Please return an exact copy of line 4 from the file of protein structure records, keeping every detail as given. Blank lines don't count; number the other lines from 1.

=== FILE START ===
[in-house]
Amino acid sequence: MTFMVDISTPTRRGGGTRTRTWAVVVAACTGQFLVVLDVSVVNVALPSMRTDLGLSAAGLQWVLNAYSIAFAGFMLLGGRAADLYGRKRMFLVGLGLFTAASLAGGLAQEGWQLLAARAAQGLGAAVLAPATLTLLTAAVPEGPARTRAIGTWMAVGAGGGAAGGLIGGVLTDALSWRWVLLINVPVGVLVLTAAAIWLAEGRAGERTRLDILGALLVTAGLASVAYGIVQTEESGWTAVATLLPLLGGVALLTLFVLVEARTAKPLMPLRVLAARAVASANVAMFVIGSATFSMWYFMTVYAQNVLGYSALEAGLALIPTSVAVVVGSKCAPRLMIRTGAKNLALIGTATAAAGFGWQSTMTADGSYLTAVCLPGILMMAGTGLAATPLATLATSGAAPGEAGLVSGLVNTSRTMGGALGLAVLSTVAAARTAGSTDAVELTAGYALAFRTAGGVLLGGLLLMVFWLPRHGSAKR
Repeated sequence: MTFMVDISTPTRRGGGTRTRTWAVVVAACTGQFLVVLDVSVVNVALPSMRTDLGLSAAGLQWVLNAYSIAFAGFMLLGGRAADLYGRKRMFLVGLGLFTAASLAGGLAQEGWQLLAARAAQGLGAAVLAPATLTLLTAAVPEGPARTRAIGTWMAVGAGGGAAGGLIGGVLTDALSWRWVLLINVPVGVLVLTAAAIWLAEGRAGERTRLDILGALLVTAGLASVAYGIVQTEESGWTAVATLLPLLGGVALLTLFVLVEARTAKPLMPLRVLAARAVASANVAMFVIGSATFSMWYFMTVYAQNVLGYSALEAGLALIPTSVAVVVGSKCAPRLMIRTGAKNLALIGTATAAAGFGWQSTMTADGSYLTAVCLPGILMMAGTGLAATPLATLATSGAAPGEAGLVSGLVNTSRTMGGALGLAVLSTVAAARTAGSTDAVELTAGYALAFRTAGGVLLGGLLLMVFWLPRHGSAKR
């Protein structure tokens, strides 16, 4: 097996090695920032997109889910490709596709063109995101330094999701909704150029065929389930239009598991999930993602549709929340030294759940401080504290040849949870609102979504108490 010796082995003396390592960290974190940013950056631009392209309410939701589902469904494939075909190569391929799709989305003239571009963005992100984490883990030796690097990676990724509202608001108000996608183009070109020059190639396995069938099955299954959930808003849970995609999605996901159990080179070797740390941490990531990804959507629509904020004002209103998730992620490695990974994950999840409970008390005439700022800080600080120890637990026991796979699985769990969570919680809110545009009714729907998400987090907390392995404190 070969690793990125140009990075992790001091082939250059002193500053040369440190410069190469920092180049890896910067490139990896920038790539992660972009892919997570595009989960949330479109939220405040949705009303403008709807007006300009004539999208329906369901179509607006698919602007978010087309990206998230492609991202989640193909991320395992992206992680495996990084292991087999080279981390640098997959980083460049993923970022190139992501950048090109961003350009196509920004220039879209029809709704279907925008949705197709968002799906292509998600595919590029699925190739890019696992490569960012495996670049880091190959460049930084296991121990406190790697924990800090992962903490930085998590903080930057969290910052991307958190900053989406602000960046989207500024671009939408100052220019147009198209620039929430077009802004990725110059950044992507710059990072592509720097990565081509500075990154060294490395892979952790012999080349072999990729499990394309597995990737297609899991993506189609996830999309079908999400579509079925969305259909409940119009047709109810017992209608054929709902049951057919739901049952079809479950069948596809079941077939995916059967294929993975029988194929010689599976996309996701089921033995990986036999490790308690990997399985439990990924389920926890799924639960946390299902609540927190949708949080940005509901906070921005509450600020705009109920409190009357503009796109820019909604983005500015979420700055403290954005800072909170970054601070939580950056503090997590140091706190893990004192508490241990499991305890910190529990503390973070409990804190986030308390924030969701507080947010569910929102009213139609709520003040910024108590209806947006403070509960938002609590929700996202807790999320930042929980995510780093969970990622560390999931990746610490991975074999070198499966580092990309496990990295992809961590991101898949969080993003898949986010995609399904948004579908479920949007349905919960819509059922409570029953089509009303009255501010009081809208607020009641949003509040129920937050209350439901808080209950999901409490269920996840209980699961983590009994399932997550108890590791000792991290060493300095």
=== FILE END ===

């Protein structure tokens, strides 16, 4: 097996090695920032997109889910490709596709063109995101330094999701909704150029065929389930239009598991999930993602549709929340030294759940401080504290040849949870609102979504108490 010796082995003396390592960290974190940013950056631009392209309410939701589902469904494939075909190569391929799709989305003239571009963005992100984490883990030796690097990676990724509202608001108000996608183009070109020059190639396995069938099955299954959930808003849970995609999605996901159990080179070797740390941490990531990804959507629509904020004002209103998730992620490695990974994950999840409970008390005439700022800080600080120890637990026991796979699985769990969570919680809110545009009714729907998400987090907390392995404190 070969690793990125140009990075992790001091082939250059002193500053040369440190410069190469920092180049890896910067490139990896920038790539992660972009892919997570595009989960949330479109939220405040949705009303403008709807007006300009004539999208329906369901179509607006698919602007978010087309990206998230492609991202989640193909991320395992992206992680495996990084292991087999080279981390640098997959980083460049993923970022190139992501950048090109961003350009196509920004220039879209029809709704279907925008949705197709968002799906292509998600595919590029699925190739890019696992490569960012495996670049880091190959460049930084296991121990406190790697924990800090992962903490930085998590903080930057969290910052991307958190900053989406602000960046989207500024671009939408100052220019147009198209620039929430077009802004990725110059950044992507710059990072592509720097990565081509500075990154060294490395892979952790012999080349072999990729499990394309597995990737297609899991993506189609996830999309079908999400579509079925969305259909409940119009047709109810017992209608054929709902049951057919739901049952079809479950069948596809079941077939995916059967294929993975029988194929010689599976996309996701089921033995990986036999490790308690990997399985439990990924389920926890799924639960946390299902609540927190949708949080940005509901906070921005509450600020705009109920409190009357503009796109820019909604983005500015979420700055403290954005800072909170970054601070939580950056503090997590140091706190893990004192508490241990499991305890910190529990503390973070409990804190986030308390924030969701507080947010569910929102009213139609709520003040910024108590209806947006403070509960938002609590929700996202807790999320930042929980995510780093969970990622560390999931990746610490991975074999070198499966580092990309496990990295992809961590991101898949969080993003898949986010995609399904948004579908479920949007349905919960819509059922409570029953089509009303009255501010009081809208607020009641949003509040129920937050209350439901808080209950999901409490269920996840209980699961983590009994399932997550108890590791000792991290060493300095």